We need your continued support to progress the opportunities and actions we set out earlier and in this section. We will be continuing our conversations with you on how best to take this forward – both in terms of delivery and in refining the detail where further work is needed. This is likely to involve more focused work on specific themes or around particular geographical areas (e.g. the opportunity catchments).
So, we encourage all stakeholders, existing and new, to get involved - further details on how to do this are in the next section.
Throughout this theme there are clear areas which you told us were important for implementing effective actions to improve health outcomes and reduce health inequalities. These include the development planning system, utilising the public sector estate, recreation and access, and environmental improvements (air and water quality).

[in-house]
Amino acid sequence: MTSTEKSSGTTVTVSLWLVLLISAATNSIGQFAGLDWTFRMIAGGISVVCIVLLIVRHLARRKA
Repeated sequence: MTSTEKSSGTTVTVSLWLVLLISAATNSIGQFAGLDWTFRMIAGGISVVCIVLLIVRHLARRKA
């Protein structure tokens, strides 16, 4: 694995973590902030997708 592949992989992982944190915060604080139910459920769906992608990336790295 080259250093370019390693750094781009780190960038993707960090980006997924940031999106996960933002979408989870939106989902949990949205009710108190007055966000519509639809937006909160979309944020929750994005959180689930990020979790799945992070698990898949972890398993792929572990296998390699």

By embracing the natural environment in South West Wales we can play our part in improving some of the chronic health conditions seen in the area – both in rural and urban settings. Ecosystems which are located near populations provide the best opportunity and should be managed in a way that maximises the benefits that they provide for physical and mental well-being.
In delivering any actions an integrated and collaborative approach will need to be taken, reflecting the principles of SMNR and incorporating the five ‘ways of working’ from the Well-being of Future Generations Act.
This theme is only the beginning of the journey as we work with people to improve the management of South West Wales’ natural resources. If you would like to be part of this process, please get in touch with us using the form below. Alternatively, please email us direct at: Southwest.email@example.com